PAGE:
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'Kill Me Like You Mean It': An Absurdist Crime Noir

Stolen Chair TC brings back a 2006 favorite about murder mysteries coming true.

Photos by Carrie Leonard

Kill Me Like You Mean It by Kiran Rikhye is film noir meets Theater of the Absurd. Former police detective and rogue PI Ben Farrell goes to meet with a new client and rapidly falls into a world of plotting and counter-plotting, and soon even his life is at stake. Only, to audiences outside the world of the play, everything doesn't quite seem to line up.

Stolen Chair Theatre Company's play begins as a standard crime noir or detective drama, replete with private detectives, femme fatales and mysterious murders. Before long, however, we are caught in a loop of repeated, at times nonsensical dialogue and gestures, with a disjointedness that keeps you on your toes. Still, with only a few characters, the cast has managed to create a fully fleshed out world, amusing and disturbing all in one.

The play opens with Farrell responding to a call from a new client--Lydia Forsythe, editor of the crime fiction periodical Murder Monthly, who wants the detective to locate her most popular writer. That task turns out to be extremely simple, but Tommy Dickie, author of the renowned series "Kill Me Like You Mean It," is himself a mystery, as is the question of why the stories he writes have started coming true. When Dickie writes in this edition of Murder Monthly that his protagonist "Bob Darrell" is suddenly murdered, Farrell needs to find out how and why the tales are coming to life, before he becomes the next victim.

It's ultimately a rather short adventure, feeling more like one of the installments in a series you might read in Murder Monthly than a complete drama. A phenomenal score by Sean Cronin instantly transports you into the era and the fantasy world, where the violent impulses and open scheming of Dickie's compatriots is entertaining and refreshing rather than shocking.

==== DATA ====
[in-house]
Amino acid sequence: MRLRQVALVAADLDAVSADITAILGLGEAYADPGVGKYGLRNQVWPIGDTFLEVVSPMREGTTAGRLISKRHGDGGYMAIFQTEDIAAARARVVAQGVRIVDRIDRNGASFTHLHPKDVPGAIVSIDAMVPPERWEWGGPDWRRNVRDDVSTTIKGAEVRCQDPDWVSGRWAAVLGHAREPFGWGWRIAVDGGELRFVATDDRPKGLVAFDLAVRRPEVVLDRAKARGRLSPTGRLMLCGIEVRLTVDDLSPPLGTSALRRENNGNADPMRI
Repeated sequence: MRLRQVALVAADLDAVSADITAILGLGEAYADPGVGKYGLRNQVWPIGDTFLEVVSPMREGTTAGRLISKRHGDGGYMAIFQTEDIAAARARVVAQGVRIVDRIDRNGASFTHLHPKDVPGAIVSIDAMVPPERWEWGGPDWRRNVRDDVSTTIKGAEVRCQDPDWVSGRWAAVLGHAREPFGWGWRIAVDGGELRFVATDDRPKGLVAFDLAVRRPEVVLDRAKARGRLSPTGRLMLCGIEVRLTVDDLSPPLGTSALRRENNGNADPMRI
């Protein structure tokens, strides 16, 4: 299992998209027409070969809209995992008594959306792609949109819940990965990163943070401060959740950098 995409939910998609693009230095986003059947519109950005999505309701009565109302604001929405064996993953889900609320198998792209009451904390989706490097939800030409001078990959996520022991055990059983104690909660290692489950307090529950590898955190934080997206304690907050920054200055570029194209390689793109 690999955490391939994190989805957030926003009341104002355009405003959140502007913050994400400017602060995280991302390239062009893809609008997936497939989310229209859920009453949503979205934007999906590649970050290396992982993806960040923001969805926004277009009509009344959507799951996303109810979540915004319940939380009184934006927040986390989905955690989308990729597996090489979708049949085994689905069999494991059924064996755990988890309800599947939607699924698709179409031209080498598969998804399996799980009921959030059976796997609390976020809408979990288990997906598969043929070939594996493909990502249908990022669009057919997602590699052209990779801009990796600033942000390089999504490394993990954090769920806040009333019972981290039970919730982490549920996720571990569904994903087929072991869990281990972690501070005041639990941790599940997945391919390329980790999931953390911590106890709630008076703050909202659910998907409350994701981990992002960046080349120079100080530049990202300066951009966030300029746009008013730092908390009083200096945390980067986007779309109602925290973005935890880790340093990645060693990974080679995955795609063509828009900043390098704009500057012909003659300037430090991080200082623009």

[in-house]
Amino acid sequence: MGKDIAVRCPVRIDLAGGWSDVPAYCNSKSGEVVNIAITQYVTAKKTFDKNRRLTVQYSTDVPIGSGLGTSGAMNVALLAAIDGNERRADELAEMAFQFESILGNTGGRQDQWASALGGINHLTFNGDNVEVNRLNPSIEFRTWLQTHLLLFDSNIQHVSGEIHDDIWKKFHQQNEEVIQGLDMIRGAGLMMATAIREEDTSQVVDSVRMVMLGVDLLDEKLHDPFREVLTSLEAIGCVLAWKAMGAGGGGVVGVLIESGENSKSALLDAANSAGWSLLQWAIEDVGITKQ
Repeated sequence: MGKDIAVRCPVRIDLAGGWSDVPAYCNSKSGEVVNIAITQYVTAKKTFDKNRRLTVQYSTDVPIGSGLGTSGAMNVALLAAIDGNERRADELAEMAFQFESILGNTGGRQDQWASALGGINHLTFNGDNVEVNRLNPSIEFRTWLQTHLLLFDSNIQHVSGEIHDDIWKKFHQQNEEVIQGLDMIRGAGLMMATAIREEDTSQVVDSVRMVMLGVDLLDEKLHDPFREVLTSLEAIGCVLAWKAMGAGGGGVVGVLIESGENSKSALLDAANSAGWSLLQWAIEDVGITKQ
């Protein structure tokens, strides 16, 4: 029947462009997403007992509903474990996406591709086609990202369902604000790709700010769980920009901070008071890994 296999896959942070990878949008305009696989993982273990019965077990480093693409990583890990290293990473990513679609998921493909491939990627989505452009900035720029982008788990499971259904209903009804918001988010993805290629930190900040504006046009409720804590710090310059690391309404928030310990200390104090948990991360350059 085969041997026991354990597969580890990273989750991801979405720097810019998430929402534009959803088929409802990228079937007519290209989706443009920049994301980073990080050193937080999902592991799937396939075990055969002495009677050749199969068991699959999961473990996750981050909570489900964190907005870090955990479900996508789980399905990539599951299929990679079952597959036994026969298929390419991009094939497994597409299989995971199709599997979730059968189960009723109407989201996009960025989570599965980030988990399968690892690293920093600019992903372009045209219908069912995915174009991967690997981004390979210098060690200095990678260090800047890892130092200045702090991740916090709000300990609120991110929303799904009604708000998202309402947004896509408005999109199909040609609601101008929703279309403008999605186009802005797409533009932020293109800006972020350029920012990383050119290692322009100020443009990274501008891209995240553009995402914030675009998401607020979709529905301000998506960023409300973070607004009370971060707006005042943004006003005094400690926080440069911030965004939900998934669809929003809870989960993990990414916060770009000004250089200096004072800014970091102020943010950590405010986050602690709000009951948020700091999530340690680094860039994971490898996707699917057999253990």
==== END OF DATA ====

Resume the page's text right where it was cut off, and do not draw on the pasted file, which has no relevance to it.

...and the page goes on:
Nathan Darrow as Farrell fulfills every trope of the suave private eye, from his rivalry with the police Detective Jones (Jon Froehlich) to his charged banter with the wealthy and beautiful Vivian Ballantine (Sarah Skeist), but is still a dynamic character whose responses can surprise you. The rest of the characters are less well developed, serving the style of the play rather than creating deeper and more complex opponents for Farrell. Ruthless editor Lydia (Natalie Hegg) and eccentric, self-assured author Tommy (David Skeist) are, however, a spine-tingling team as they plot against the good detective in the name of their art.

The realistic set of Kill Me Like You Mean It is perhaps too elaborate, transforming fully into Farrell's and Lydia's offices as well as Tommy's bathroom and Vivian's parlor but slowing down the action with each new location--though having the changes performed by fully suited-up detectives is a nice touch. The creative team of this play seems committed to recreating the sense of film noir, complete with bringing some of the audience onstage to fully experience the fly-on-the-wall effect within these close encounters. It's a great view, keeping you close to Farrell's world while still safe from the jarring surrealism and death threats of his daily life.

Kill Me Like You Mean It is a fascinating glimpse into the sort of murder mystery Albert Camus might write. It's both a thrilling story and an intellectual exercise, dressed in the classic trappings of film noir.

Does Private Detective Ben Farrell make it out of the show alive? Who is really out to get him? To find out, catch Kill Me Like You Mean It at the Fourth Street Theatre through March 8.

This article was previously published on


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